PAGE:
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Brexit

On 23 June 2016, the British population voted that the country should leave the European Union, with a small majority. On 29 March 2017, the British Prime Minister, Theresa May, notified in a letter to the European Council the United Kingdom’s intention to leave the European Union. This notification starts the official withdrawal process under Article 50 of the Treaty with a two-year period during which the EU and the UK will negotiate the terms of Brexit. Even though we very much regret this decision, we are determined to make the best of this outcome for the financial centres concerned and for Europe.


The European Union and UK financial markets are strongly interlinked. The UK financial market currently acts as a wholesale hub for other EU financial centres and accounts for almost 80 % of EU activity in financial market segments1).

It is expected that the negotiations between UK and EU will be challenging. EU law will continue to apply in the UK during the negotiation period, but uncertainty for market participants will continue until the terms of the UK’s withdrawal (including any transitional arrangements) are agreed.

UK-based financial firms will likely lose their existing EU passporting rights to conduct business with EU 27-based clients, if no transitional provisions or treaties are agreed between the UK and the EU that would maintain these rights.

Third-country rules, incorporated in EU financial regulations (e.g. MiFID II / MiFIR, EMIR, CSDR), are designed to provide access for non-EU firms to EU financial markets. However, third-country rules are not an exact substitute to the EU passport. 

It is important that Europe remains competitive internationally while upholding financial stability. Therefore, deregulation (“race to the bottom”) and regulatory arbitrage (“cherry picking”) must be avoided.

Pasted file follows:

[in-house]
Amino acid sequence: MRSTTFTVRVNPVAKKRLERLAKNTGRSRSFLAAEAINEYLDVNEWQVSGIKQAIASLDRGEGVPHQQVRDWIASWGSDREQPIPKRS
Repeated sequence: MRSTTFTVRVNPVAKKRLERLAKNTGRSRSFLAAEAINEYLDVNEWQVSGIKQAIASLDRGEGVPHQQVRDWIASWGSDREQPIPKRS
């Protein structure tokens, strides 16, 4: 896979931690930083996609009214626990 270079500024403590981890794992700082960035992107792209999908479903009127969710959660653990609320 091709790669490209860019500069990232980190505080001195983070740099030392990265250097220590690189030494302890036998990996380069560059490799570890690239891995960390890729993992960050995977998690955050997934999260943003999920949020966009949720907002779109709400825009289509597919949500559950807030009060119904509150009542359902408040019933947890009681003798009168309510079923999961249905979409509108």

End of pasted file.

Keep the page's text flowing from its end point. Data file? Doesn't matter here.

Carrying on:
With less than one year before Brexit becoming effective, EEX Group as part of the Deutsche Börse Group is closely monitoring Brexit processes, engaging with regulators and governments and will strive to take all necessary measures to mitigate the impact on existing business relations.

To support our trading and clearing members in their efforts, we have established a Brexit Working Group to support your Key Account Managers to guide and assist you through any required preparations, whether in terms of relocation to the EU27 or organisational restructuring to fit the new realities. With a view to maintaining access to our trading and clearing services for UK and EU27 customers in commodities trading, EPEX SPOT, EEX, Powernext and ECC are in contact with relevant regulators to discuss authorisations requirements post Brexit and to prepare accordingly.

We encourage our customers to plan with all scenarios in mind, cognisant that the future relationship between the UK and EU, in particular the legal framework for cross-border services, are yet to be agreed. Lacking a ratified withdrawal agreement between the UK and EU, all EU law will cease to apply to the UK from 30 March 2019 and the UK will then become a 'third country' with legal repercussions as set out in notices of the EU Commission published on 8 February 2018. EEX group regulated in the European Union with an EMIR licensed CCP is best positioned to cover customer needs post-Brexit in an existing and known regulatory framework.

Please engage proactively with your Key Account Manager for further information.


For EEX Sales: sales@eex.com
For Clearing: clearing@ecc.de
For EPEX: sales@epexspot 
For Powernext: regulation@powernext.com


> Brexit Q&A (pdf download)

> EEX Group's Assessment of the UK Brexit White Paper on energy trading (pdf download)

> Brexit FAQ for ECC Clearing Members (pdf download)

> PEGAS Customer Information: Consequences of a Hard Brexit on gas balancing agreements / balance group status for UK firms (pdf download)

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